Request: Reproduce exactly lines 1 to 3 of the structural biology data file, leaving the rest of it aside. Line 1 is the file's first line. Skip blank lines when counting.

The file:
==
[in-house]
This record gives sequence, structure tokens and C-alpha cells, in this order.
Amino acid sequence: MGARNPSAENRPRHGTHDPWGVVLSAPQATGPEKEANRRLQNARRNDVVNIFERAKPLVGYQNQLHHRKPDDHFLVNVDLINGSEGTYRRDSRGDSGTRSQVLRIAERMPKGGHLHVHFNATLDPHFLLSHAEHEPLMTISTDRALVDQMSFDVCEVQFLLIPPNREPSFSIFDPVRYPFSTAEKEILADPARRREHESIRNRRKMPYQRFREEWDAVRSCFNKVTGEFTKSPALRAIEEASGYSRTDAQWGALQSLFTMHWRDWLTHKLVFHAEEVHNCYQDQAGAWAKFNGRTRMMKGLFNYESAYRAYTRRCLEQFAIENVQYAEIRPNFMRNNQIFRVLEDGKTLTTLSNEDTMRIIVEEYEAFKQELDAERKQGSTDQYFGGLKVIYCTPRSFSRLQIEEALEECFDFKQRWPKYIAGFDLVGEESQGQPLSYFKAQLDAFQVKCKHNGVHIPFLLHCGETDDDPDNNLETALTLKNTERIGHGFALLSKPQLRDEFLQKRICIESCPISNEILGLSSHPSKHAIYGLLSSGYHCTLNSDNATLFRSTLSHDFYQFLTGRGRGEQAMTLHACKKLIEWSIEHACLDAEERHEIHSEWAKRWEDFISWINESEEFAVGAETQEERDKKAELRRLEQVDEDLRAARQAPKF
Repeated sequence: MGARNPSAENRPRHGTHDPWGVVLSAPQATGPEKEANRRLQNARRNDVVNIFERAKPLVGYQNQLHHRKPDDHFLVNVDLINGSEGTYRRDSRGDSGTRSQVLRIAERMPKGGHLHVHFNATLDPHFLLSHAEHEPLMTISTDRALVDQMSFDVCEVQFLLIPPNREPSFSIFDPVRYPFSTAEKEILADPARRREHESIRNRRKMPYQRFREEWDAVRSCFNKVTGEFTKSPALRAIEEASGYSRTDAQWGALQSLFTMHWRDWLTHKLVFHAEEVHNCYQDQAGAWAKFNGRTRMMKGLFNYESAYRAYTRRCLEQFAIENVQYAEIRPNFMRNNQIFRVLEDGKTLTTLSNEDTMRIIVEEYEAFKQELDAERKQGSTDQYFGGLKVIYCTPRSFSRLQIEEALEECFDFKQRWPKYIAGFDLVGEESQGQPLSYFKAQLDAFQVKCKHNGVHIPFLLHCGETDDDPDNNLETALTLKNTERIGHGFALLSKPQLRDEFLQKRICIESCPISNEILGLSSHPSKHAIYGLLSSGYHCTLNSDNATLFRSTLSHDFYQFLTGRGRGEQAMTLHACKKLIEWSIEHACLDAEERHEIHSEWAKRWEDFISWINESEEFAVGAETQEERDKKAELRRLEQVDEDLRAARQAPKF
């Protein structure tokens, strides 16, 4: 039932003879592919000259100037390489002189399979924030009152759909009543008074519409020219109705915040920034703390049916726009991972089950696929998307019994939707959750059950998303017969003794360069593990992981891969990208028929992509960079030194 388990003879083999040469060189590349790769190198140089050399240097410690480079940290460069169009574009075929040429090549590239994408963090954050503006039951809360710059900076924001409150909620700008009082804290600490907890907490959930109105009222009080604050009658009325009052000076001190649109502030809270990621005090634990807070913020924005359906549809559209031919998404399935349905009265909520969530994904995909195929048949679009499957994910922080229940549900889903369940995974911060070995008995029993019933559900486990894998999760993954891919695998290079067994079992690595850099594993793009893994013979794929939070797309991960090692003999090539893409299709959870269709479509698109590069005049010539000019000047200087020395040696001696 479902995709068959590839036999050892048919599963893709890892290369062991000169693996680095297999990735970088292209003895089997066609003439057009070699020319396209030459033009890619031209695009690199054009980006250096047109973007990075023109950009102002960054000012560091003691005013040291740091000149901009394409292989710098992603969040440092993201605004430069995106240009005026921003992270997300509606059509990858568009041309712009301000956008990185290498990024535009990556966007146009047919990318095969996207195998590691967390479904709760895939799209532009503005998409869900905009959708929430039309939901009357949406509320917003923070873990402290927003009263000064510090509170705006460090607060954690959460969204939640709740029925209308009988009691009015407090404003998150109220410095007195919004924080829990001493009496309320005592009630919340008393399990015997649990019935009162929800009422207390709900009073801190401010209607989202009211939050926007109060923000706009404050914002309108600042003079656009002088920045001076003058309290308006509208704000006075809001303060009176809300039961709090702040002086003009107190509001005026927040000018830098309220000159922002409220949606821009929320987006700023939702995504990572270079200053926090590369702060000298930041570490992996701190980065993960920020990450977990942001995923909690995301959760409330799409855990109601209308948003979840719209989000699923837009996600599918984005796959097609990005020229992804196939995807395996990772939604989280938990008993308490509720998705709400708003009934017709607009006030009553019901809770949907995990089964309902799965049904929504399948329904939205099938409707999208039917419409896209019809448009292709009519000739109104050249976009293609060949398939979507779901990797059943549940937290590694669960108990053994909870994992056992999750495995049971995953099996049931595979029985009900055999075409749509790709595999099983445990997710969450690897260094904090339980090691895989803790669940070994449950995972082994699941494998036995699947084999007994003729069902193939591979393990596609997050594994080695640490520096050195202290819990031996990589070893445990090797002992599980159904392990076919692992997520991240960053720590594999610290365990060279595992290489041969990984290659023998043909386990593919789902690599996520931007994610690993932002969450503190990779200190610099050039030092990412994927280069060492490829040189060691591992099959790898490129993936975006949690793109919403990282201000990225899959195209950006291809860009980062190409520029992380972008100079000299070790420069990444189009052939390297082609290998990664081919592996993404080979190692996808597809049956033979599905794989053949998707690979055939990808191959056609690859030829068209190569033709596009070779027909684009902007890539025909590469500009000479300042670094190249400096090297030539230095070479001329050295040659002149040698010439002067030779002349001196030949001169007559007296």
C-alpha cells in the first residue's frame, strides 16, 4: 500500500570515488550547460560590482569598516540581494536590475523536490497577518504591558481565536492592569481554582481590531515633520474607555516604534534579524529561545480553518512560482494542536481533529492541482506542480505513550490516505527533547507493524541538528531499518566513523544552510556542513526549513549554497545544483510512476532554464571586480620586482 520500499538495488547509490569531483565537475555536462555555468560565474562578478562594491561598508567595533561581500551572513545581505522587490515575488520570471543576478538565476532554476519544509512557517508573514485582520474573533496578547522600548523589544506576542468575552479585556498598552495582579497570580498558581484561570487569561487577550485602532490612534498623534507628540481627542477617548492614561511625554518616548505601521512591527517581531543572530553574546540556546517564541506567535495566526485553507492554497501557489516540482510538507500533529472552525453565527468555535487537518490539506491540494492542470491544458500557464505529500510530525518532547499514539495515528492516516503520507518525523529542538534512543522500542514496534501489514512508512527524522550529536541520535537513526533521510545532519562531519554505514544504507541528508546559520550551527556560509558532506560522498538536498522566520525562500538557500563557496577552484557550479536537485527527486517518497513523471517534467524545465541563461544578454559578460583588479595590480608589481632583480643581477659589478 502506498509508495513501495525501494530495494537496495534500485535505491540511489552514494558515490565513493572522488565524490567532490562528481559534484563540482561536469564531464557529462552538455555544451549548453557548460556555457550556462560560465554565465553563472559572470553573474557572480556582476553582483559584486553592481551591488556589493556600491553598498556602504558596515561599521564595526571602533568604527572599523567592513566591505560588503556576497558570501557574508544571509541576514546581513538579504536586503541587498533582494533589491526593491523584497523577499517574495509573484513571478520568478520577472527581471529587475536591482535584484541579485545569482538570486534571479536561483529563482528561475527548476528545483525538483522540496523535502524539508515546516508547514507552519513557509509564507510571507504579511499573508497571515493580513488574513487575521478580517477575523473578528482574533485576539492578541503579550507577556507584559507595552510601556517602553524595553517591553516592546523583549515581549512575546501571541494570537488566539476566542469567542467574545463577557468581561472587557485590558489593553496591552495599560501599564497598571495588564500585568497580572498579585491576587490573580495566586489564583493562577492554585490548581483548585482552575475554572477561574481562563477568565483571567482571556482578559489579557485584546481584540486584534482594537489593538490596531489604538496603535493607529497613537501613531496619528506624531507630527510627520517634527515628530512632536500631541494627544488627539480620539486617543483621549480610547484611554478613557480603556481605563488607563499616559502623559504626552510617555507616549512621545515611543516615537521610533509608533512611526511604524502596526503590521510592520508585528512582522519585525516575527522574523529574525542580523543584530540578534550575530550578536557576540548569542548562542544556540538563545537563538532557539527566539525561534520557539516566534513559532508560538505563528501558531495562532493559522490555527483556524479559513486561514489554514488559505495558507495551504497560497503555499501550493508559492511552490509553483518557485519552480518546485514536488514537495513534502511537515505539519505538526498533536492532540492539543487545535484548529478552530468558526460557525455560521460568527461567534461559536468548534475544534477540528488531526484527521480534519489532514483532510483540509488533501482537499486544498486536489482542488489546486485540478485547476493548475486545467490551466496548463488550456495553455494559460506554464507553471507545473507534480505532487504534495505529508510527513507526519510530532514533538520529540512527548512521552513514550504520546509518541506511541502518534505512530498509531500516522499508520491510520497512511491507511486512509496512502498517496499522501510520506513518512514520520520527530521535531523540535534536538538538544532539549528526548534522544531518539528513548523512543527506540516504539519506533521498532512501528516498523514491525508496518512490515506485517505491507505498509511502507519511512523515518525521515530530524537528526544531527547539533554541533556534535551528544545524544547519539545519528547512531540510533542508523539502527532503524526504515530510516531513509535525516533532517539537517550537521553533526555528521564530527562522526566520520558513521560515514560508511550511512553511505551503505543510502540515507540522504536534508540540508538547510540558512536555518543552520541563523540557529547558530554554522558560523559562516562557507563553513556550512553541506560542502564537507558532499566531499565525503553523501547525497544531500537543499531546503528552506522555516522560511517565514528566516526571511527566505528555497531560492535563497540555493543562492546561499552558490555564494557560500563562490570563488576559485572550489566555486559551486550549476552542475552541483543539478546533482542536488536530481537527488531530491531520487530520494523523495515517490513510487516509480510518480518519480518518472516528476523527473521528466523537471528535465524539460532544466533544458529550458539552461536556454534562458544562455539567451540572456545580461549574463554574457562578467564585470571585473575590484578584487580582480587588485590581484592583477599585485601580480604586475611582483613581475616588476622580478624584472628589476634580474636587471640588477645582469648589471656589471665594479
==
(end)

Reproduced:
[in-house]
This record gives sequence, structure tokens and C-alpha cells, in this order.
Amino acid sequence: MGARNPSAENRPRHGTHDPWGVVLSAPQATGPEKEANRRLQNARRNDVVNIFERAKPLVGYQNQLHHRKPDDHFLVNVDLINGSEGTYRRDSRGDSGTRSQVLRIAERMPKGGHLHVHFNATLDPHFLLSHAEHEPLMTISTDRALVDQMSFDVCEVQFLLIPPNREPSFSIFDPVRYPFSTAEKEILADPARRREHESIRNRRKMPYQRFREEWDAVRSCFNKVTGEFTKSPALRAIEEASGYSRTDAQWGALQSLFTMHWRDWLTHKLVFHAEEVHNCYQDQAGAWAKFNGRTRMMKGLFNYESAYRAYTRRCLEQFAIENVQYAEIRPNFMRNNQIFRVLEDGKTLTTLSNEDTMRIIVEEYEAFKQELDAERKQGSTDQYFGGLKVIYCTPRSFSRLQIEEALEECFDFKQRWPKYIAGFDLVGEESQGQPLSYFKAQLDAFQVKCKHNGVHIPFLLHCGETDDDPDNNLETALTLKNTERIGHGFALLSKPQLRDEFLQKRICIESCPISNEILGLSSHPSKHAIYGLLSSGYHCTLNSDNATLFRSTLSHDFYQFLTGRGRGEQAMTLHACKKLIEWSIEHACLDAEERHEIHSEWAKRWEDFISWINESEEFAVGAETQEERDKKAELRRLEQVDEDLRAARQAPKF